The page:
What happens when almost 1800 passionate young scientists from around the world get together? We make the future.
I didn’t feel the truth of one of the Intel ISEF slogans, “Tomorrow begins today” until I was sitting down for the Opening Ceremony in a room full of some of the most intelligent and innovative people I will ever meet. Although we were all competing against each other (for $5 m in awards) there was a level of camaraderie because we all knew how hard it was to become a finalist there. United through this challenge we’d overcome and our passion for science and making the world a better place, we went through the week learning, making friends, and sharing our research and findings with each other.
I’ve been to almost 30 countries but I’ve never been with people from so many places all at once. On Public Viewing Day when students from what seemed like all the schools in LA came to learn about our projects, the international kids got dressed up in their traditional formal attire. There were girls in kimonos and hanbok and boys in kilts and lederhosen. Everyone was so eager to connect- my (county) teammates Natalie and Connor and I were given a bags of pins representing our county to trade with others, collecting pins from places like South Korea, Saudi, Texas, Oregon, and Moldova.
Of course, there was still a feeling of competition, with some teams such as Brazil sporting complete outfits in their country’s colors, or Canada starting cheers and enthusiastically waving their flag. Everyone wanted to place or win a special award to represent their country and make their friends and family proud, and to get recognition for their hard work. Some days were tough, especially Wednesday with 8 hours straight of talking to judges, but the week was not without fun and celebration.
Half an hour after judging ended, we all got to go to Universal Studios. It was closed for 5 hours just for us, and everything was free. There was food and ice cream, and containers of popcorn that you could just grab if you wanted. We felt like VIPs! It was unlike any other theme park experience because usually they’re full of compromise- long lines, expensive food. This time it had none of that!
The official ISEF week ended with the Grand Awards Ceremony. I had talked to 12 or so Grand Awards judges in my category, which is a lot, and I was hoping to maybe place 4th in my category. The night before, at the Special Awards Ceremony, I had been completely caught off guard with a big special award from China, so I knew surprises were possible, but when all the 4ths and all the 3rds were announced and I wasn’t one of them, I was disappointed. But just as the realization started to set in, the Environmental Management 2nd place was being announced. They called my name! I wanted to run down the aisle and up the big ramp to the stage like I had won the whole fair, but I contained my excitement. I felt so honored to be recognized among such incredible young leaders and scientists.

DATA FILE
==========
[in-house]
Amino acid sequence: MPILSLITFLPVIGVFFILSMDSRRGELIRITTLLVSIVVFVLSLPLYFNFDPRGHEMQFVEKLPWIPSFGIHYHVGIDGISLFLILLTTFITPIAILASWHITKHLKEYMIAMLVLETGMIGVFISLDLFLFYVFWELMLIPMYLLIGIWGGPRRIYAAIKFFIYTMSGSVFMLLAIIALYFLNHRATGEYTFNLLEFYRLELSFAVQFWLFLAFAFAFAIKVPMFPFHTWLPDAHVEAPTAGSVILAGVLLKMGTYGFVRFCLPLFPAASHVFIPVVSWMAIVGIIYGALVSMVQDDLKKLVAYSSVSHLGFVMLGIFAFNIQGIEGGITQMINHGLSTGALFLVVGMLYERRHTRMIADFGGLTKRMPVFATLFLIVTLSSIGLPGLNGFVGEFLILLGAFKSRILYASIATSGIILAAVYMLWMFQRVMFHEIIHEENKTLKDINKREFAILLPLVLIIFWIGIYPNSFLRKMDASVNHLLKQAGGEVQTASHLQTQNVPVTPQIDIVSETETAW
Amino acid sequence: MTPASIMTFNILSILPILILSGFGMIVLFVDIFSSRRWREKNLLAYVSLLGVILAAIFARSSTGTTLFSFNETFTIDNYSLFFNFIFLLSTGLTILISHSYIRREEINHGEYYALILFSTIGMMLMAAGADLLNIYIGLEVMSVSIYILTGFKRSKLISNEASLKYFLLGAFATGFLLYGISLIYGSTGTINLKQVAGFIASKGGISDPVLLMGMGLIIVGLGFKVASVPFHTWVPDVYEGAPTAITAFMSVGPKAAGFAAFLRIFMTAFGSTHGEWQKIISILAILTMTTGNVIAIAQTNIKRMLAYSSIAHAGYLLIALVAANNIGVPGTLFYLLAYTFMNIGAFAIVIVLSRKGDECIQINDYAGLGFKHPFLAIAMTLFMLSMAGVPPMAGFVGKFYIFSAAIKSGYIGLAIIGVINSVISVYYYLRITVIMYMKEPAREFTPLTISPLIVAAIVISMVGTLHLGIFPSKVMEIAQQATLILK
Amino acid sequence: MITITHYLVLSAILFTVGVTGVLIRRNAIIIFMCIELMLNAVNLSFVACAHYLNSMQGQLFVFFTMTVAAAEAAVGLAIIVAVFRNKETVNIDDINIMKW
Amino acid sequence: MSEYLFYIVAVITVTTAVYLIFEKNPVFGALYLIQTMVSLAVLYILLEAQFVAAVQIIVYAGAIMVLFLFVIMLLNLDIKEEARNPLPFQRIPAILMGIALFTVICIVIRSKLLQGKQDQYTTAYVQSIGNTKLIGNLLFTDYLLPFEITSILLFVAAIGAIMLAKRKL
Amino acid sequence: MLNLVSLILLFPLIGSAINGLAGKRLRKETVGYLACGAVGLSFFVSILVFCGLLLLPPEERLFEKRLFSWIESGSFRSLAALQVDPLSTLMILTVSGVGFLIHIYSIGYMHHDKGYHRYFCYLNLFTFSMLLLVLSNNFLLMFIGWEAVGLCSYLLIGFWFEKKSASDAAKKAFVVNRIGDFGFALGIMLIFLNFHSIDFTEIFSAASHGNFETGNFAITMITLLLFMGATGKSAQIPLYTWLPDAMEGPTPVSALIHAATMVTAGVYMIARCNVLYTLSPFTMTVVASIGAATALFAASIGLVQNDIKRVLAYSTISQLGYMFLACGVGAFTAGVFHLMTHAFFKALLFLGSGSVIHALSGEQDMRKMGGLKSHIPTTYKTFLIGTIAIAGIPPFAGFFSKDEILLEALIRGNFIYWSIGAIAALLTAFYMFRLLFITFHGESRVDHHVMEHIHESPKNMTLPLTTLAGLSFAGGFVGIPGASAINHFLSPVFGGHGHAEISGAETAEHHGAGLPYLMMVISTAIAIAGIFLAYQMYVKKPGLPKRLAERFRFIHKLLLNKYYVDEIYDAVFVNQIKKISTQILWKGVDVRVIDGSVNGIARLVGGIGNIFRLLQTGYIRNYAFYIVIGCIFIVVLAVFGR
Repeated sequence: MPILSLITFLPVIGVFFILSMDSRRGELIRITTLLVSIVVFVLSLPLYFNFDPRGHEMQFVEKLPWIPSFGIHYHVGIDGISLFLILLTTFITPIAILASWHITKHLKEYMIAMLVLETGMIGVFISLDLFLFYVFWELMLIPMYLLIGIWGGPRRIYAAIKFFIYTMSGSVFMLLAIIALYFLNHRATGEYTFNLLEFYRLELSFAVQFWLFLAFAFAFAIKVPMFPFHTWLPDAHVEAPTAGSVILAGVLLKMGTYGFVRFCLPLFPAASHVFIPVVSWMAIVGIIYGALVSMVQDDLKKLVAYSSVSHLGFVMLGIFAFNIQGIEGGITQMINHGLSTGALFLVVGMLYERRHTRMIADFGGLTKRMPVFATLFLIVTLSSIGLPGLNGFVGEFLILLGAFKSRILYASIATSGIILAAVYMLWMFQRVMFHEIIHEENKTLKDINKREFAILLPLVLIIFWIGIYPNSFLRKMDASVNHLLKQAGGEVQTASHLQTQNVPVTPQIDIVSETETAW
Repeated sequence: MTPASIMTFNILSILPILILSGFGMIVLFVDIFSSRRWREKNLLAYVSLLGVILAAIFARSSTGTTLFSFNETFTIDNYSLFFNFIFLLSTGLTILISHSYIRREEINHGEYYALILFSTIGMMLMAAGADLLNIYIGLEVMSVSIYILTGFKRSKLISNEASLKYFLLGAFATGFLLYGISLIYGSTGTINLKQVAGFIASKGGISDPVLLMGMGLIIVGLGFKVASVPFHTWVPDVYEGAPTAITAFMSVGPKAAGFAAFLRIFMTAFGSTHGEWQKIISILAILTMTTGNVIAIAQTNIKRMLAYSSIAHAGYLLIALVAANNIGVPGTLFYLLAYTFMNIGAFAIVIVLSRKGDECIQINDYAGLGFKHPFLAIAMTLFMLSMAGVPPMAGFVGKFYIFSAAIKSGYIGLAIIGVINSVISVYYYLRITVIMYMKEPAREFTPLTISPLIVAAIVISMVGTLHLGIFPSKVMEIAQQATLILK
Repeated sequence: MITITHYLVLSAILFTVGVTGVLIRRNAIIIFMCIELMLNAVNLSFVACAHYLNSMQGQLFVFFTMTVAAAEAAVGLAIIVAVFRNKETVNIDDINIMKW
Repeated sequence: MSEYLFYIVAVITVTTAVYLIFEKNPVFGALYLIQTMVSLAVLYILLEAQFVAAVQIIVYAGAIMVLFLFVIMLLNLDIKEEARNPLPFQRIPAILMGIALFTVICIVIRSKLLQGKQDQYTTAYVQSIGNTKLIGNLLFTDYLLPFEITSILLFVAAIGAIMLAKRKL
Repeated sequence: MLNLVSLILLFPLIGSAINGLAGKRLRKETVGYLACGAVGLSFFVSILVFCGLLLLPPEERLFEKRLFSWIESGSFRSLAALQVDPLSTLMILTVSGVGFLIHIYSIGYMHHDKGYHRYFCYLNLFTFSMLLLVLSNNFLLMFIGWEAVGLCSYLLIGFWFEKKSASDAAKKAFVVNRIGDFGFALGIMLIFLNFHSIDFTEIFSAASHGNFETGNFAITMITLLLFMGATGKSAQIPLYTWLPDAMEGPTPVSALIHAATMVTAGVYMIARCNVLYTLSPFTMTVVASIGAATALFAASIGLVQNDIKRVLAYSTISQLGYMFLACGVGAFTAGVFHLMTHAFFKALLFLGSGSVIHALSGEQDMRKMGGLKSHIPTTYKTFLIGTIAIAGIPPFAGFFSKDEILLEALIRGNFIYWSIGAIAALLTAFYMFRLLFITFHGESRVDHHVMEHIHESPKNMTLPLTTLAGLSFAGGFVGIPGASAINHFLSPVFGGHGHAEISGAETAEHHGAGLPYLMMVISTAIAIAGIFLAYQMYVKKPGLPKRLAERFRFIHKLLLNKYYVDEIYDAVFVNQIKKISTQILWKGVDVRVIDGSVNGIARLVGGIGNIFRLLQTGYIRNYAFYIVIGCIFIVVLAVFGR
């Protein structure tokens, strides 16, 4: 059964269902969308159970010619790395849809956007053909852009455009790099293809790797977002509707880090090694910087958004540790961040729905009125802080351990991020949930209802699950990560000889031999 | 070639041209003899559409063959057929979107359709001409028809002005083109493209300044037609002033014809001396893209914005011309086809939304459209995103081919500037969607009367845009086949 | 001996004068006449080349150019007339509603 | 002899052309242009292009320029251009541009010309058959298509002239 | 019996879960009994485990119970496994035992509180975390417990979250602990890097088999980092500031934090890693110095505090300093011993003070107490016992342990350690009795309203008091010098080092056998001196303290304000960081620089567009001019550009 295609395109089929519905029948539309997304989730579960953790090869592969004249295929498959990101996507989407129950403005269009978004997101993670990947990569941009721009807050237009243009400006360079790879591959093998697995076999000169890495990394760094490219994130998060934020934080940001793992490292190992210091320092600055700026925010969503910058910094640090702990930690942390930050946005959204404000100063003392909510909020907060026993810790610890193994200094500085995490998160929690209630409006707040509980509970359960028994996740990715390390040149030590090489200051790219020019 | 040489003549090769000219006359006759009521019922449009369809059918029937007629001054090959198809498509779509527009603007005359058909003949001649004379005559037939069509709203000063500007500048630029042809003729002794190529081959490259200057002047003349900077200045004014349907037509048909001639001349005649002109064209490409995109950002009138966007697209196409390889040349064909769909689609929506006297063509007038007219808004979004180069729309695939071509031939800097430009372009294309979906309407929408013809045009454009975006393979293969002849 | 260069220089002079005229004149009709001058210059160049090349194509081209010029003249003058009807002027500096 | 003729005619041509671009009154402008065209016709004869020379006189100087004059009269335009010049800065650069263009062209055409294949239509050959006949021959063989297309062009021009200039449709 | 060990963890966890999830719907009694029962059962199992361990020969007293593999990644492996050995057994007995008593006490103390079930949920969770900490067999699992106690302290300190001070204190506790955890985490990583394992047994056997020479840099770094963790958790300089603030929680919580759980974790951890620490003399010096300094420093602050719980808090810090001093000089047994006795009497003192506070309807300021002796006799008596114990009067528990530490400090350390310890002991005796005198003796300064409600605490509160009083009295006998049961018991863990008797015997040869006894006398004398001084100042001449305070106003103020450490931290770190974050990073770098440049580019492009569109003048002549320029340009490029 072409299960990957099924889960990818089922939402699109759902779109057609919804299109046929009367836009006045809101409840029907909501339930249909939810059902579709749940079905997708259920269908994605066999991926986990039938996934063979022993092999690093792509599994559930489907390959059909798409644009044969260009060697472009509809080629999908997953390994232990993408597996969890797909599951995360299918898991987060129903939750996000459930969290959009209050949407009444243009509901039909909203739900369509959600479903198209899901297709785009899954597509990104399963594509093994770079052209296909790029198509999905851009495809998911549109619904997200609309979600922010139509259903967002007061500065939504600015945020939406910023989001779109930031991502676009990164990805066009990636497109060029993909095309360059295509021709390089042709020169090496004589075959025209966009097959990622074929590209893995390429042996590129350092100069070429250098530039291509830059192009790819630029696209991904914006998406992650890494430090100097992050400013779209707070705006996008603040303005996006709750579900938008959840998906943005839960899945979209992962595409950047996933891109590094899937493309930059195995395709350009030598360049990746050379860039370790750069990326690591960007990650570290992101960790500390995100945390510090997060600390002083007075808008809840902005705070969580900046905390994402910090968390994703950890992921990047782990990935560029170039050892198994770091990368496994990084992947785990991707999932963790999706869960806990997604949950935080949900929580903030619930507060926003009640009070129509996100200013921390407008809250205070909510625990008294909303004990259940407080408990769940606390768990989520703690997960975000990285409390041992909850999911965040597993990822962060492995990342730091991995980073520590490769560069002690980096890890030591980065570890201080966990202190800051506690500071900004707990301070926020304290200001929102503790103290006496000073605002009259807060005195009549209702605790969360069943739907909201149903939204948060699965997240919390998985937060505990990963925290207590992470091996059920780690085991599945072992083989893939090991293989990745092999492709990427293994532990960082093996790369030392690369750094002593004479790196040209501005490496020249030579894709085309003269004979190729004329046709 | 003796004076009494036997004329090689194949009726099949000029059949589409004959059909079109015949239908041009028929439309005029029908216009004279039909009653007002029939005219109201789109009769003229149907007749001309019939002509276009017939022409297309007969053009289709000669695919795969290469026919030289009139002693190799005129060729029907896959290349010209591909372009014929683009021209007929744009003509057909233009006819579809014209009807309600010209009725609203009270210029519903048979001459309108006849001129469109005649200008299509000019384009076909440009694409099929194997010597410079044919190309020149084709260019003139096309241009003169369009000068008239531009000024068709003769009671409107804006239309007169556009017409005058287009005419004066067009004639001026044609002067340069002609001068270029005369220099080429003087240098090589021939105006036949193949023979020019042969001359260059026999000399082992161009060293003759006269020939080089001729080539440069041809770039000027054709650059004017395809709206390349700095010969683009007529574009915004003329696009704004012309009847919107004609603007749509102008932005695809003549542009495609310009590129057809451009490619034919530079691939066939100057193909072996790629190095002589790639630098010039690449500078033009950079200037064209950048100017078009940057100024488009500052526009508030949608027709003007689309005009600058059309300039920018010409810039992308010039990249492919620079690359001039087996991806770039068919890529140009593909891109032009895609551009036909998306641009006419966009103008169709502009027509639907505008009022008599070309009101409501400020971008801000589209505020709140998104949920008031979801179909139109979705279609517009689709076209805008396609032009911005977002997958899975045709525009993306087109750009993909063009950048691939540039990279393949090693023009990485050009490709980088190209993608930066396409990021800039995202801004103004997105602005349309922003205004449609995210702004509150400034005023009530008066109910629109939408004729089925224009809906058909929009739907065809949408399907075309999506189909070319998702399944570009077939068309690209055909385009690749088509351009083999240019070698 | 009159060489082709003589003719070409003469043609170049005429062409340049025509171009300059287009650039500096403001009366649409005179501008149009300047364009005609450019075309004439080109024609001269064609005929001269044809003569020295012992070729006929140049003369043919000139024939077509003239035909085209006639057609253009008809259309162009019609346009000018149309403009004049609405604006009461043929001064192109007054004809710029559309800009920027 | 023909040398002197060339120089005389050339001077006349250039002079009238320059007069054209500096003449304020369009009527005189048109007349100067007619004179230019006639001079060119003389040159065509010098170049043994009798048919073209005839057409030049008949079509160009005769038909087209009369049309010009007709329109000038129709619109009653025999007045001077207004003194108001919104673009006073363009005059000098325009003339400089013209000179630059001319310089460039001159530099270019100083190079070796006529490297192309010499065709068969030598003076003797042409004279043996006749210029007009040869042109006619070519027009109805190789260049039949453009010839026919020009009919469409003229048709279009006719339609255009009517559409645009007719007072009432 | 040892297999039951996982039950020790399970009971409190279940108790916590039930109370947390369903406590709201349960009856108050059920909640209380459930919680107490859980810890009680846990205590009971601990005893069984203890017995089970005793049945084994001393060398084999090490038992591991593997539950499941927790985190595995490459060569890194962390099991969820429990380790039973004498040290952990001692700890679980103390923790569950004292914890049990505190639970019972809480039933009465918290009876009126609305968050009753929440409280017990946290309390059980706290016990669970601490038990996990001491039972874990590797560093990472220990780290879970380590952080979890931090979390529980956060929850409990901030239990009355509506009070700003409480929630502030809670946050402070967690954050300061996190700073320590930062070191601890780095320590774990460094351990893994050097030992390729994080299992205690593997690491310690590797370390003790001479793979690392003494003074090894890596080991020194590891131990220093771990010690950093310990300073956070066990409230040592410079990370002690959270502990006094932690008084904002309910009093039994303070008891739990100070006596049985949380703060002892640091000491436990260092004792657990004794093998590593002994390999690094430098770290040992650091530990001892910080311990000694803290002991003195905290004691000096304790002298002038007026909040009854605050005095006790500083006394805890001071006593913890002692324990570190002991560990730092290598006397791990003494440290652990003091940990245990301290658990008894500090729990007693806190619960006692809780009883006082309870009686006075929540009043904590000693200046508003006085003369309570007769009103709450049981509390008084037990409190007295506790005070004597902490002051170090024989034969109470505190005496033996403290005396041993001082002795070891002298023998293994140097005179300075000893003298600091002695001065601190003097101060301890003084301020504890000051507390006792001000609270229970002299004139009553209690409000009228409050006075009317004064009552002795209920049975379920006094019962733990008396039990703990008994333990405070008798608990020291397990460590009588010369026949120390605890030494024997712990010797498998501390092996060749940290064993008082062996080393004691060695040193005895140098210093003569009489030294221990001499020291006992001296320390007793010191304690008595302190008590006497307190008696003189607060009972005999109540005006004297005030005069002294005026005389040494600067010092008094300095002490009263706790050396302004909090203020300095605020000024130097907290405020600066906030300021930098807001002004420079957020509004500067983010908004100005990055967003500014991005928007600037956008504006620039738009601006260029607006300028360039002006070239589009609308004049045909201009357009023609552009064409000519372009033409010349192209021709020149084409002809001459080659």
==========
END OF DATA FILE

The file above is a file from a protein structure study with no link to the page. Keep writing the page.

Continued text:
I remember what motivated me to start connecting my orangutan work with science when I was 12. I had listened to an audiobook about scientists and inventors like Einstein and Bell, and when it came time to decide on a topic for science fair, I was overwhelmed with the urge to discover something, to do “real science,” to make a difference. I’m so grateful for everyone who has supported me in the past three years so I could get to where I am now. Without the support of my mentor David, my family, my county, and everyone else who was involved in my project along the way, I am certain that my work could not be what it is now.
Intel ISEF was so much fun and an incredible experience. My generation is the turning point for our planet and we’re going to change the world like none ever has. In the past two weeks I’ve gone backpacking with kids who care about the outdoors like it’s their home, and I spent a week with some of the young scientists who are going to cure cancer and provide the world with safe drinking water. I believe in my generation, and I’d say the future is bright.